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Black Cultural Archives

Black Cultural Archives was founded in 1981 to collect, preserve and celebrate the contributions black people have made to the culture, society and heritage of the UK.

From its home in Kennington, South London, the Black Cultural Archives recently moved into the UK’s first black heritage archive centre, located in Brixton. The collection, which is dedicated to the history and culture of people of African and Caribbean descent in Britain, is housed in the renovated 18th century Raleigh Hall on Windrush Square.

Designed by architects Pringle Richards Sharratt, the building provides facilities for Black Cultural Archives core activities of education, research and community engagement. The building houses an archive store, together with a library. There is also a dedicated, flexible exhibition space on the ground floor. The building also contains a learning centre, cafe and shop as well as office and administration spaces. The Black Cultural Archives new home features space for education, research and community engagement work as well as conferences, seminars and community use. Digital interactive pods enable visitors to digitally access key collections.

The Brief

Alongside artefact collections, the Black Cultural Archives contain over 10,000 historical archive documents, spanning some five centuries, from letters and personal papers to periodicals, ephemera, photographs and an AV collection, including both cassette and VHS tapes. The bulk of the collection is drawn from the twentieth century to the present day, while some materials date as far back as the second century.

The Black Cultural Archives storage requirement consisted of an integrated solution to house their archival collection to PD5454 standards, and shelving for the heritage centre’s library area.

Tenders were invited for the heritage centre’s storage requirements and Link 51 was successful.

The Solution

Following initial plans and drawings for a mobile storage solution for the archival collection, new regulations were released that updated existing guidance on archival storage. This combination of changes necessitated amendments to the plans provided by Link 51. Such changes included the relocation of shelving away from external walls to prevent the possibility of moisture ingress and ensuring that the archival store lighting did not have a detrimental effect on those items being stored, as light accelerates the deterioration of library and archival materials.

Both the Black Cultural Archives and Link 51 worked closely to create the best possible solution within the space available.

Archival Store

Link 51 installed 8 x Stormor trackless mobile units with each running on a single guide track at the rear, thereby removing the need for fixed tracks in the floor. Out of a total of 24 cubic metres of archival material held by the Black Cultural Archives in storage at Kennington, 28 cubic metres has currently been decanted into the mobile units.

In addition to the mobile storage, Link 51 installed one run of 4 x 1000mm and one run of 3 x 1000mm static shelving units for outsized and irregular items.

All shelving is finished in BioCote® anti-microbial protection against mould.


The Black Cultural Archives library consists of 7000 catalogued books, which include the Runnymede Collection (the Runnymede Collection is unique, reflecting on the development of multiculturalism and British race relations since Enoch Powell’s Rivers of Blood speech).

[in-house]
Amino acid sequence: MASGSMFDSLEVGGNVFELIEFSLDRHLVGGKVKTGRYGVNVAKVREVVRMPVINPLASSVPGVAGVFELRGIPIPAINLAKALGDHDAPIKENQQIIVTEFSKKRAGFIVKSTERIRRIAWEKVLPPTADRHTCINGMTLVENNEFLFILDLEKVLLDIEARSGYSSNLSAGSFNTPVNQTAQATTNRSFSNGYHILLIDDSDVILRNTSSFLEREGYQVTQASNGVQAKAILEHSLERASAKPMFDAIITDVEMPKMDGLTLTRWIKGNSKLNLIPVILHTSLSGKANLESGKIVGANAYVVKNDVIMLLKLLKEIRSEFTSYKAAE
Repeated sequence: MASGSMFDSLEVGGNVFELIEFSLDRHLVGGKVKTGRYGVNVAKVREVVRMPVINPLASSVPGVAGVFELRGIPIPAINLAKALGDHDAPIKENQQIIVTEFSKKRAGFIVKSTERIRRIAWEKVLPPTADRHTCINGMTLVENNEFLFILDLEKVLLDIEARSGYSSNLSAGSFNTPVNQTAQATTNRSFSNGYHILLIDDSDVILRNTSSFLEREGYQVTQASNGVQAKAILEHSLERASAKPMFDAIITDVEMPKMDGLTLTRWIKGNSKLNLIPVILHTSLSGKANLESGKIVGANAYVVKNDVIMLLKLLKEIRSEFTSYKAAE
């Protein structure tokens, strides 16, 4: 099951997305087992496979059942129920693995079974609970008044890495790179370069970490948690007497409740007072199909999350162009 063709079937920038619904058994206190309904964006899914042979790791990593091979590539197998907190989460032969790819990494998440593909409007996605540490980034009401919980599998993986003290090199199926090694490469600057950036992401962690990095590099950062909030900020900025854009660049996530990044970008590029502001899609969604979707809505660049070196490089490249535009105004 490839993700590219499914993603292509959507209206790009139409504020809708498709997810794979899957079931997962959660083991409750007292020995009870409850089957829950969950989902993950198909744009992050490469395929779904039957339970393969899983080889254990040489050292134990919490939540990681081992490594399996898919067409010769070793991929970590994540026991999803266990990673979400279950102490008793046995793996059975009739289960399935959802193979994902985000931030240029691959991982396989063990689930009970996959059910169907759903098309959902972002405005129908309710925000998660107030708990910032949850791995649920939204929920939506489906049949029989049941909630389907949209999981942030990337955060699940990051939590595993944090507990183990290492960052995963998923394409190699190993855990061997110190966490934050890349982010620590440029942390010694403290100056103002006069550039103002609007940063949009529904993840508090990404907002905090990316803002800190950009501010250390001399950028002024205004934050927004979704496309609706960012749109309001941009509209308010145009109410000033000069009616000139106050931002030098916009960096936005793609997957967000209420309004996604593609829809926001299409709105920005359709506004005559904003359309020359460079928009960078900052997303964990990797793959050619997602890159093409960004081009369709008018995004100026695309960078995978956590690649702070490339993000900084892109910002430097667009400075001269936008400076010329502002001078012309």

For the library, Link 51 installed 180 linear metres of Stormor static shelving. To complement the library’s contemporary decor, each shelving bay features MFC timber effect cladding on the ends of each run.

Shelves within each floor fixed bay are fully adjustable and are pierced to accept dividers if required.

Providing a platform to encourage enquiry and dialogue

Founded in 1981, the Black Cultural Archives’ mission is to collect, preserve and celebrate the heritage and history of Black people in Britain.

The UK’s first dedicated Black heritage centre in Brixton, London opened in July 2014. The new location enables visitors greater access to the archive collection, dedicated learning spaces and an exciting programme of exhibitions and events that explore British history from a unique perspective.

The unparalleled and growing archive collection offers insight into the history of people of African and Caribbean descent in Britain. The bulk of the collection is drawn from the twentieth century to the present day, while some materials date as far back as the second century. The collection includes personal papers, organisational records, rare books, ephemera, photographs, and a collection of small objects.

The work at the Black Cultural Archives recognises the importance of untold stories and providing a platform to encourage enquiry and dialogue. People and their historical accounts are placed at the heart of everything we do.

“Link 51 provided a highly efficient service throughout this project. They effortlessly put our revised archival storage plans into motion and installed a solution that fully meets our requirements. And with the space we have available, they were able to provide extra capacity for our growing collection which is ideal. In the library the shelving is fantastic – we can adjust the shelves very easily. It all works very well.”

Victoria Northridge, Collections Manager, Black Cultural Archives

By using Link 51, the Black Cultural Archives benefited from:

  • UK based in-house manufacturing capability
  • Fully managed market-leading mass storage solutions
  • Extensive knowledge and experience
  • High quality product range combining strength, durability and operational reliability
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